The other interesting item came from Rad Kivette, CEO of VinaCapital Foundation. He told us that most of the families of these children are able to escape poverty after their child has surgery. When the children recover from the surgery and no longer require full time care, the moms are able to go to work.
Here are reports on each of the children and their family situations, written for us by VinaCapital foundation staff.
And here’s something for those of you who would like more detail about each child’s surgery.
The need for shelter that will keep the weather out is not as acute as it used to be. You can see from the “before” photos that it is still out there, but we have to look harder to find it now. So, we’re taking a more passive approach and only doing the urgent ones. We built three houses this trip, two that were in danger of collapse and one that burned. Here’s one of them.
Front view again. Yes, it really is leaning over.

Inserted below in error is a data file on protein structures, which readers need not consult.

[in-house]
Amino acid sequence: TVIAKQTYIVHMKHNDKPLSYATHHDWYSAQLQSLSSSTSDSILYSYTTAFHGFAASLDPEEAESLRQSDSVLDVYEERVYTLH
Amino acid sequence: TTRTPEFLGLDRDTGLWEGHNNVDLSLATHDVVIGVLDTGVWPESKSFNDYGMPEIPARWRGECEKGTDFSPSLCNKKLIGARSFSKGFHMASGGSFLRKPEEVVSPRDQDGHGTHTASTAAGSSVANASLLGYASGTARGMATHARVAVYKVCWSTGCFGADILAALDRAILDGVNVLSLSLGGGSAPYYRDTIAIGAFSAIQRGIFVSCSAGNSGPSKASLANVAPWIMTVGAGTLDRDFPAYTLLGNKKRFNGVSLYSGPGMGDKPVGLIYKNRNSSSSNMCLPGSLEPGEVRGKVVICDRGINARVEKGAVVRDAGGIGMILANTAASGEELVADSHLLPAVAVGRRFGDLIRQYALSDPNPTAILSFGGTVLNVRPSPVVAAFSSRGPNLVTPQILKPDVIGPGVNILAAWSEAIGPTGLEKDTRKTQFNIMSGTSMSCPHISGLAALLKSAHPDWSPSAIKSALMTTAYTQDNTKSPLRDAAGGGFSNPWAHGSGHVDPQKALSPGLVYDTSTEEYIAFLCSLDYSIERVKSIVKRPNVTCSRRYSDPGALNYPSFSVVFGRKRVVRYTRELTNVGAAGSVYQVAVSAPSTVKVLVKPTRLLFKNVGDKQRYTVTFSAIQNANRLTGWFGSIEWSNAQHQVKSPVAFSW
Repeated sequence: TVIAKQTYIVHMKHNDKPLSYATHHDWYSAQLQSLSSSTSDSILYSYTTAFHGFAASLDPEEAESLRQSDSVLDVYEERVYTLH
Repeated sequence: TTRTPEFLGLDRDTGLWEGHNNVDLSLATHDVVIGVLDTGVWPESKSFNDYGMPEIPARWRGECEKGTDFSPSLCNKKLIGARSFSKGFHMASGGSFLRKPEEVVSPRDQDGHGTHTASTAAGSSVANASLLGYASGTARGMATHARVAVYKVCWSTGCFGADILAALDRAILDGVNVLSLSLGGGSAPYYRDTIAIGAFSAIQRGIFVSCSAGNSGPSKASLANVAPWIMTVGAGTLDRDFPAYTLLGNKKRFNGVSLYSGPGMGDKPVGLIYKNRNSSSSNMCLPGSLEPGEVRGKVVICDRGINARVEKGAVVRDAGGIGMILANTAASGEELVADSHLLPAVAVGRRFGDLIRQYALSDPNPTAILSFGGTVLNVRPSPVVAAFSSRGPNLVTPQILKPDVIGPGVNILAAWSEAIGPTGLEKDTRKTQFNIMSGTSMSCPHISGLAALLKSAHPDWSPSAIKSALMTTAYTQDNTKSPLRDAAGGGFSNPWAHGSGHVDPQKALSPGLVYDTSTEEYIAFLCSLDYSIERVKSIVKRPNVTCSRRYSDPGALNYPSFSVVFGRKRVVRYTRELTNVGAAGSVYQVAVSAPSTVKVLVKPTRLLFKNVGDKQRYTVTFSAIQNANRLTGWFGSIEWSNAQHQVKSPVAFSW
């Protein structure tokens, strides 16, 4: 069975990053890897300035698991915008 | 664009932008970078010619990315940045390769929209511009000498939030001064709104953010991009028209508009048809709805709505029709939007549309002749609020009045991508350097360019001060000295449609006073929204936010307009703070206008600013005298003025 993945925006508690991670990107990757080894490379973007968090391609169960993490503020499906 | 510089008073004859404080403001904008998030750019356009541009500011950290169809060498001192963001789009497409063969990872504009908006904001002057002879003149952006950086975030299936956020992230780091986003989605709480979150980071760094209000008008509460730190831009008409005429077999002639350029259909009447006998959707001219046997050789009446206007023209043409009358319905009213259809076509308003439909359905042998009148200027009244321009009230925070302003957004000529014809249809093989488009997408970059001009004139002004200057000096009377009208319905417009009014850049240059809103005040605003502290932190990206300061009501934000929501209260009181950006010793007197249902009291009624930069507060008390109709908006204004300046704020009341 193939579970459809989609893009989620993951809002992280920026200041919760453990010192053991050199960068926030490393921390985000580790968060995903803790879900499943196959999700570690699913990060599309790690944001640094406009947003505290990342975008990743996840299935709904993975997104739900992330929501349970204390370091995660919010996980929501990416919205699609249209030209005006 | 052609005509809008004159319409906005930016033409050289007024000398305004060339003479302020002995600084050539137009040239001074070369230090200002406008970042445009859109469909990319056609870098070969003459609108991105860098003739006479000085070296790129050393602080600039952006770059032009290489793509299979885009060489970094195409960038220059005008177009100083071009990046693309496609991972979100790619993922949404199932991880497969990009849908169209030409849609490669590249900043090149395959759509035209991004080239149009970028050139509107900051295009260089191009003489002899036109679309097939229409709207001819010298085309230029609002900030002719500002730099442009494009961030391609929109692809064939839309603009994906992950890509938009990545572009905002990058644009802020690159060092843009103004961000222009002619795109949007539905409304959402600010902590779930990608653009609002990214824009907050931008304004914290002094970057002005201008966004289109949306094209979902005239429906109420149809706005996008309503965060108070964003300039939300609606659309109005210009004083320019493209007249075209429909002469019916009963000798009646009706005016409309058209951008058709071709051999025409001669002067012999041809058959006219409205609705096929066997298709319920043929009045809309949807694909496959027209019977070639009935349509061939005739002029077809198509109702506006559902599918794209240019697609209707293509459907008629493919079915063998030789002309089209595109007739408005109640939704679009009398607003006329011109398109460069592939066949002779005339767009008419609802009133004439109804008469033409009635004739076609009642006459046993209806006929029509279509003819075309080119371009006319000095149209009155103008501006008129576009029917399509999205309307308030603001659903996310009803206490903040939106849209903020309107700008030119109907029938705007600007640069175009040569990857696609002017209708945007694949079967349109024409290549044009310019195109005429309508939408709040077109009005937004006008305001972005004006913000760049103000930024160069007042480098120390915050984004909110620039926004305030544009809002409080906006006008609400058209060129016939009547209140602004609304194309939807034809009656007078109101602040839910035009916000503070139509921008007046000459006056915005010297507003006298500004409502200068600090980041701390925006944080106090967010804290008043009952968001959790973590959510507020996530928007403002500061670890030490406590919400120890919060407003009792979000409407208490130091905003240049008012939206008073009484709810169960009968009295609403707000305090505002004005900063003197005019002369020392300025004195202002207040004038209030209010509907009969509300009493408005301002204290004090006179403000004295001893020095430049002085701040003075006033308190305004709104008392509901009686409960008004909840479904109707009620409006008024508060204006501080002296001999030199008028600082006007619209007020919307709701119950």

The occupants are a man about 40, and his son, about 15. The boy is in grade 10. The mom abandoned the family about two years ago. The man is a little slow and is unable to work. Neighbors give them rice. When we asked him his age he just looked at us and didn’t answer. A little later his mom wandered over from next door and when we asked her his age she just shrugged.The house is just as bad inside as outside. It’s a good project for us.
This year we received more requests than usual for rice. There are two main reasons, both affecting the local economy.
The second reason is that the “salty water” has come early this year. Ben Tre, where we do most of our work, is an Island province at the northern part of the Mekong Delta. The average elevation of the province is 1.5 m, about 5 feet above sea level. Where there are not rivers and streams, there are canals. Because we are close to the South China Sea, these canals fill and empty twice a day with the tides. During the rainy season, the rain and the heavy flow of the Mekong keep the water in the canals fairly fresh, although not very clean. When the monsoon season ends and the Mekong slows down, salt water slowly moves inland. Coconut trees tolerate this reasonably well, and that’s one of the reasons they are ubiquitous here. Other plants do not do as well. Flowers that have been planted to sell for Tet sometimes do not develop. Many vegetables do not do well.